Disclosure: Shahbaz Ahmed Khan, who plays Albert Einstein in this production, is co-development editor at the Daily.
“Picasso at the Lapin Agile” might not be exactly the play you’d expect out of beloved comedian Steve Martin. It’s a comedy centering on an 80-minute convergence of obtuse, opinionated people in a small Parisian bar. That part sounds “Martinian” enough, but the play’s postmodern impulses mean that it heavily, and shamelessly, emphasizes theme over logic. Still, Martin’s wholesomely raunchy stamp is all over “Picasso.”
The players include the titular painter, Pablo Picasso, as well as Albert Einstein. This duo’s philosophical tangling of art and science is the play’s thematic soul. There are also plenty of down-to-Earth characters to be found here: the bartender Freddy, his wife Germaine, and their various patrons. Romance is on everyone’s mind, further complicating the ensemble’s existential babblings.
Yes, there’s a lot going on in this relatively brief play, which makes it all the more impressive that the UW’s Undergraduate Theater Society (UTS) so ably pulled off its production.
Immediately apparent is the set design by Rachel Wilson, which is impressively intricate and makes the absolute most of what little space there is in Hutchinson Hall’s intimate Cabaret Theater. Tables dot the floor, at the head of which stands a convincing bar setup lined with the characters’ indulgences. The front row of seats sits level with the actors’ space, an arrangement that works wonderfully in tandem with the show’s fourth-wall-breaking content, seamlessly blending audience and stage.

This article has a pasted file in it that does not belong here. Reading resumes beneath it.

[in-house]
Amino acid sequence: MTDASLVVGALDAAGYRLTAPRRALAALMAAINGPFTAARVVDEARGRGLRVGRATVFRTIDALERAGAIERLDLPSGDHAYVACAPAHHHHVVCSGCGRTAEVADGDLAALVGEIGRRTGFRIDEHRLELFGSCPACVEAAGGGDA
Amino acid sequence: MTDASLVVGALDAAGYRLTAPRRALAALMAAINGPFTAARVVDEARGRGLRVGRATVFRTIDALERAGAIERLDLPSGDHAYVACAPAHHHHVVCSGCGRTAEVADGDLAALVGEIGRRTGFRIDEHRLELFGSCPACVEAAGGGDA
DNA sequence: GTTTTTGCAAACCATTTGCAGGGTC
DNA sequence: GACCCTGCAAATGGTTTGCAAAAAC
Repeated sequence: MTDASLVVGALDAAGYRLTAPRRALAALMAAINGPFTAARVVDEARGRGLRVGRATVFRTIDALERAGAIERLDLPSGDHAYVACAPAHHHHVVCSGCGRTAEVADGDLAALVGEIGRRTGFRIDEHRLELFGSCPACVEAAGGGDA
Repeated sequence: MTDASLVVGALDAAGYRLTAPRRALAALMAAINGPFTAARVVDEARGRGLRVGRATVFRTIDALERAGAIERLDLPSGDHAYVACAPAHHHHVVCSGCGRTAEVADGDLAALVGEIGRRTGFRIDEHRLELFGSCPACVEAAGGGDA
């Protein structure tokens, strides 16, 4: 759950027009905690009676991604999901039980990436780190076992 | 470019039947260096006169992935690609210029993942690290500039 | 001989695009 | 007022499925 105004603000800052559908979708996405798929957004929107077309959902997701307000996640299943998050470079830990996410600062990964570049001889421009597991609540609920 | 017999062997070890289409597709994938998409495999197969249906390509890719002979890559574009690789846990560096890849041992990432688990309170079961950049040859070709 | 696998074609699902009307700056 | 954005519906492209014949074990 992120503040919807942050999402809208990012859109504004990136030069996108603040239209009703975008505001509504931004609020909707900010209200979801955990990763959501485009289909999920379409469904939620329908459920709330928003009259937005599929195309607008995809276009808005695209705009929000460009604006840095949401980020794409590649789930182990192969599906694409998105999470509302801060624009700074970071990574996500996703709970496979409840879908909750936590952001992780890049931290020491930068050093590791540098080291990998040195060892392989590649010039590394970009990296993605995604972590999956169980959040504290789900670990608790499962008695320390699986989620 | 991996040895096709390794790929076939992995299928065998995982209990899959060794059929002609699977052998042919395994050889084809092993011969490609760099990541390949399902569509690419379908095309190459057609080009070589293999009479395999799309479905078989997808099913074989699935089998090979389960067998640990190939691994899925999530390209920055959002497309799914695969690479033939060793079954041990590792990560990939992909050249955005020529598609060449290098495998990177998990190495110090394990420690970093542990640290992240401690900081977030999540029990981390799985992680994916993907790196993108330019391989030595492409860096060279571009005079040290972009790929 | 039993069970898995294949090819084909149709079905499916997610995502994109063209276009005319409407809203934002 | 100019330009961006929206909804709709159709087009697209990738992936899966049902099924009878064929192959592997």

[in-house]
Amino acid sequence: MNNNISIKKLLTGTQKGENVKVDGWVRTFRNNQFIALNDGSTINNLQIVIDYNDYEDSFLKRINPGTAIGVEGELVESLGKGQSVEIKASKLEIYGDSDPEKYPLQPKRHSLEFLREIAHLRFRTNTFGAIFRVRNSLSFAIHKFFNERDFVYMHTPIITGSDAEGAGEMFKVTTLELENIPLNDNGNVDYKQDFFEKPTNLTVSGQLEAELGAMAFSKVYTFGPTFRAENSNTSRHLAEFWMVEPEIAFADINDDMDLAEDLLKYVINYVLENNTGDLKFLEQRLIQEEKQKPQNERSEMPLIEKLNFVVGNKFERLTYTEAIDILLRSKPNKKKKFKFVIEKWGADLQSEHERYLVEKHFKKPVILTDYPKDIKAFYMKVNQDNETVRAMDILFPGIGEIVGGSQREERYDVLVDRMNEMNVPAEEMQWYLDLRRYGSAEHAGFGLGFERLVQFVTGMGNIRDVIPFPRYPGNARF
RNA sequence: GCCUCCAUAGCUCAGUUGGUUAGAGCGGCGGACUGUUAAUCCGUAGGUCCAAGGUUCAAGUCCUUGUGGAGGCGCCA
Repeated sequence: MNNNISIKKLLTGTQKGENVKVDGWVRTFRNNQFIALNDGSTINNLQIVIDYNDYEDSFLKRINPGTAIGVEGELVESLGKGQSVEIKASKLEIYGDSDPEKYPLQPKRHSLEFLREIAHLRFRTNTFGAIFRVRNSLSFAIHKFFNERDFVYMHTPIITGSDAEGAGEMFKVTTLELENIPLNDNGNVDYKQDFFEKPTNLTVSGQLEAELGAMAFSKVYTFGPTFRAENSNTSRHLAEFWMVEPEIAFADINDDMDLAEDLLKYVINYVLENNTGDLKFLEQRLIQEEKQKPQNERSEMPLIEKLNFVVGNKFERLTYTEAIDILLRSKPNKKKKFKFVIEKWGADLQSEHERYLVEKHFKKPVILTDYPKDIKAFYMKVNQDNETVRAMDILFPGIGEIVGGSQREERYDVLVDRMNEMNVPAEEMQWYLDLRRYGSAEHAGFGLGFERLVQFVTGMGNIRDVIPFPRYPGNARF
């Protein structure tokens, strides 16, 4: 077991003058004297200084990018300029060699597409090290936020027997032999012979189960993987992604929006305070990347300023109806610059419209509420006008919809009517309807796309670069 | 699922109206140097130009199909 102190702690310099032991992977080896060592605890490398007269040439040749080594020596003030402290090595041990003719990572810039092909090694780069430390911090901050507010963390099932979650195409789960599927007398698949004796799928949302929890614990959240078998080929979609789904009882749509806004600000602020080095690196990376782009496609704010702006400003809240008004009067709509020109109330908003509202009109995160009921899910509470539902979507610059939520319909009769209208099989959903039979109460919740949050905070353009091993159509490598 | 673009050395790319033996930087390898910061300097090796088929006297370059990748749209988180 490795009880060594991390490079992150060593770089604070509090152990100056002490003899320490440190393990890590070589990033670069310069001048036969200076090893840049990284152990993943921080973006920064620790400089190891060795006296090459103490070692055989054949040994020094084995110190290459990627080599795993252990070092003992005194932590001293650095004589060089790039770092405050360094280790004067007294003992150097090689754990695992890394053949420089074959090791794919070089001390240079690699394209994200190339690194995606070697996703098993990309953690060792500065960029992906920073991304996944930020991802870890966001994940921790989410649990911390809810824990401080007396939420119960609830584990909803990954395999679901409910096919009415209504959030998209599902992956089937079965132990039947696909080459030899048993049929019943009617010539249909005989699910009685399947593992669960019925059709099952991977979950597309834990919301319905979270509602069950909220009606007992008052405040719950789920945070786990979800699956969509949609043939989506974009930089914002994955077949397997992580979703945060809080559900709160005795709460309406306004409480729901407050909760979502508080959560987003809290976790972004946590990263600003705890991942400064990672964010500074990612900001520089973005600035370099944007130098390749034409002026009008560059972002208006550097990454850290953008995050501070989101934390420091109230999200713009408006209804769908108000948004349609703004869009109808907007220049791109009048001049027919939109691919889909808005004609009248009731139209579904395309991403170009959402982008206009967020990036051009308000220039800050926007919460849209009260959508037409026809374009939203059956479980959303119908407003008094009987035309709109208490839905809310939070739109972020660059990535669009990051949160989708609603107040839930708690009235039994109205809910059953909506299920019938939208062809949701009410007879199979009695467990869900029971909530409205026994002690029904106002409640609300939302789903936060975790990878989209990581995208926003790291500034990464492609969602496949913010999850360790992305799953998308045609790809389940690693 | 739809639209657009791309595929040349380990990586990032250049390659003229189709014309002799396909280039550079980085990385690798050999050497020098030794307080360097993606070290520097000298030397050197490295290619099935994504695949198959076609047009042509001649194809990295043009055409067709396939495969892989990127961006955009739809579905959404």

Further enhancing this effect is the show’s fantastic lighting design by Olivia Hagan and Sahana Sundar. This duo pulls off a few moments of genuine awe that beautifully complement the play’s big thematic beats, a feat that’s especially impressive given the limited resources and small confines they were working with.
Meanwhile, director Ashley Lobao keeps her players in motion and constantly shakes up their blocking, lending vitality and dynamic interaction to the proceedings.
As far as the players themselves go, there’s not a weak link among them. Performances are all-around stellar, with the only caveats being occasional rushed line delivery and a less-than-ideal acoustic setup due to the placement of seats on both sides of the stage. These issues rarely hinder the experience for more than a moment or so, and the positives far outweigh the negatives.
Performance standouts include, but are not limited to: Kenzie Castillo’s wonderful Germaine, whose unending expressiveness is a delight even when she isn’t the play’s center of gravity; Shahbaz Ahmed Khan’s excitable, lovable, and as-yet-unpublished Einstein; and Edward Kuznetsov’s Gaston, the explosive, barely-restrained, larger-than-life Lapin Agile regular who’s the source of some of the play’s biggest laughs.
In conjunction with all the well-delivered humor and smile-inducing, colorful character interactions, UTS’s production of “Picasso at the Lapin Agile” gracefully communicates the thoughtful, highly relevant themes of Martin’s script. It’ll leave you, like its central duo, wondering whether art and science are really separate spheres at all.
“Picasso at the Lapin Agile” shows tonight and tomorrow, April 30 and May 1, at the Cabaret Theater in Hutchinson Hall. Tickets are $5 and are available at the door.
The verdict: UTS’s production of “Picasso at the Lapin Agile” is wonderfully produced, charmingly performed, and every bit as thought-provoking as Martin might hope. You should see it before it’s gone.
Reach writer Isaac Handelman at email@example.com. Twitter: @isaachandelman
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